• Basics of psychological manipulation: This includes learning everything from tactics phishers use to manipulate a victim to the most common channels of communication.
    • Basics of cyber security: Develop a cyber security policy and make sure your employees stick to it. They should take all the preventive measures, e.g., set up multi-factor authentication, avoid copying data to flashcards, and share access with third parties, etc.

    Remember to arrange training on a regular basis and carry out testing activities to keep your employees always on guard.

  2. Eliminate Vulnerabilities of Your Software and Hardware

    Regardless of whether you worry about a malware or internet attack, the first thing you need to do is to set up reliable software that can handle modern cyber challenges. Here is what you can do:

  1. Keep Your Software Up-to-Date – consider installing a patch management system that will successfully update it in time.
  2. Provide Endpoint Protection that will safeguard all remote bridges like mobiles and laptops.
  3. Automate Data Backup in order to avoid data loss if the system shuts down.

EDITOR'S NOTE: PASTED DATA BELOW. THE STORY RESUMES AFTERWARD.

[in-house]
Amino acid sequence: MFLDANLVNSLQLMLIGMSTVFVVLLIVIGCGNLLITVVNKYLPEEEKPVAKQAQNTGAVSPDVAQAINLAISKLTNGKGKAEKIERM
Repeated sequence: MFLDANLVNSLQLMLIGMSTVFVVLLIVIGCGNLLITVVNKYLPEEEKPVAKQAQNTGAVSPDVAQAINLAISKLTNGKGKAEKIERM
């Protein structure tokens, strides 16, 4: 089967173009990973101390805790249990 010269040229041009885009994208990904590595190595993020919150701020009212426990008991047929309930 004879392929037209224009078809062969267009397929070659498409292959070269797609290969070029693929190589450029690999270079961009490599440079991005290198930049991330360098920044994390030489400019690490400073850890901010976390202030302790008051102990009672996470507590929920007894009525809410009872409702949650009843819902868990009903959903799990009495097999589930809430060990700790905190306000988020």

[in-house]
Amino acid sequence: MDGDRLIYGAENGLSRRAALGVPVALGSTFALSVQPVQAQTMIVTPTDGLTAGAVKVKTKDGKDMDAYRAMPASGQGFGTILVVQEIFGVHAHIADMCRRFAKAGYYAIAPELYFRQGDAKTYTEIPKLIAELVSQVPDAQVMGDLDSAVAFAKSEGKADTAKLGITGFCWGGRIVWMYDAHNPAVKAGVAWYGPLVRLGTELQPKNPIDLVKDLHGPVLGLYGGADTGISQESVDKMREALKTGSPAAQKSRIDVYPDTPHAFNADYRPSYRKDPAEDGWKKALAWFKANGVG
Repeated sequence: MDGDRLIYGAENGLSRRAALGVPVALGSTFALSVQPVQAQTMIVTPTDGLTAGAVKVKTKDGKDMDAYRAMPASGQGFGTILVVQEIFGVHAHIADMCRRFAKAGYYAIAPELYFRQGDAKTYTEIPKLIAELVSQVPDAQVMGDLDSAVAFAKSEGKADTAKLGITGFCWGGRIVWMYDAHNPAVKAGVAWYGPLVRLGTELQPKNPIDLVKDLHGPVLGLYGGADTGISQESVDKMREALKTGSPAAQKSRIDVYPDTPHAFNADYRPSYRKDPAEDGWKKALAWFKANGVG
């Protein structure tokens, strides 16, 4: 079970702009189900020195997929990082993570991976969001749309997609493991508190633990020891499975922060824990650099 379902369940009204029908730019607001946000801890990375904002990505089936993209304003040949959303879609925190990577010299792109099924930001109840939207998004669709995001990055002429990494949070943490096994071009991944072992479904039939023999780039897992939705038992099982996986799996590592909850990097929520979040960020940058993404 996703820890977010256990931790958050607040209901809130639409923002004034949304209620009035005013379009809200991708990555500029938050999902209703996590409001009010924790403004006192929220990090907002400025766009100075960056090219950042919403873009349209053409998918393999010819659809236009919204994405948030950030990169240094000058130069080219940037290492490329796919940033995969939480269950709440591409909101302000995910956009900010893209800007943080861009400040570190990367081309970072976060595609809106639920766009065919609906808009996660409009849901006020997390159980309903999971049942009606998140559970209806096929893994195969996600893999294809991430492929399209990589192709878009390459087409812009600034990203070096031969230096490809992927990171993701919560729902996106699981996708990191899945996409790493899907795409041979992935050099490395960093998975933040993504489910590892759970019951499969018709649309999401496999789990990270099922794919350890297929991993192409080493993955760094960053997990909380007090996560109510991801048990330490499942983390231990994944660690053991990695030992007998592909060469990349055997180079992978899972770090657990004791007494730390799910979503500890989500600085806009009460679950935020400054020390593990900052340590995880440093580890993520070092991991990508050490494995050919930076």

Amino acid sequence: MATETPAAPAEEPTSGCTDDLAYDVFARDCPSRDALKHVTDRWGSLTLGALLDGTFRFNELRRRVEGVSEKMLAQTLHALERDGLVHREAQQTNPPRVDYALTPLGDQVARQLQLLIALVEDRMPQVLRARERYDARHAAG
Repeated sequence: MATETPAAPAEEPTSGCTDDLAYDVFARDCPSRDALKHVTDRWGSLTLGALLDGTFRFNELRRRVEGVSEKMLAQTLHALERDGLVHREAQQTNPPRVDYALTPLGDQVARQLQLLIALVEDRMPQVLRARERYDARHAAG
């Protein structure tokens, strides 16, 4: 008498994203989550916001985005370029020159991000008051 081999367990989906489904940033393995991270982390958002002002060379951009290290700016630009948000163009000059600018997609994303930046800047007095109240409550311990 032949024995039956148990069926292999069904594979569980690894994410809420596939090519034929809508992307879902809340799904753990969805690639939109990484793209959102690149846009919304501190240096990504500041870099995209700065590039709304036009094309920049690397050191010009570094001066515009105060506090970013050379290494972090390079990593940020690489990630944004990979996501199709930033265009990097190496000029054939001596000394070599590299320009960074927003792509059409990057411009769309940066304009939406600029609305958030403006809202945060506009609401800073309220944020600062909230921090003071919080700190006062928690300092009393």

4. Set Up Access Setting to Private and Confidential Data to reduce the risk of insider threats.
  5. Invest in Secure Hardware, mainly network equipment like routers, that boasts advanced security measures.

State of Cyber Attacks in 2022

Attackers are always out there. On average, hack attacks happen every 39 seconds, according to the data from the University of Maryland. This means that you can’t afford even a minute of rest. Even the US-based cyber insurance company CNA Financial wasn’t safe and became a victim of an attack at the end of March 2021. A ransomware attack caused a network disruption, which forced CNA to shut down to avoid further data losses. As a result, the firm’s systems didn’t work for three days.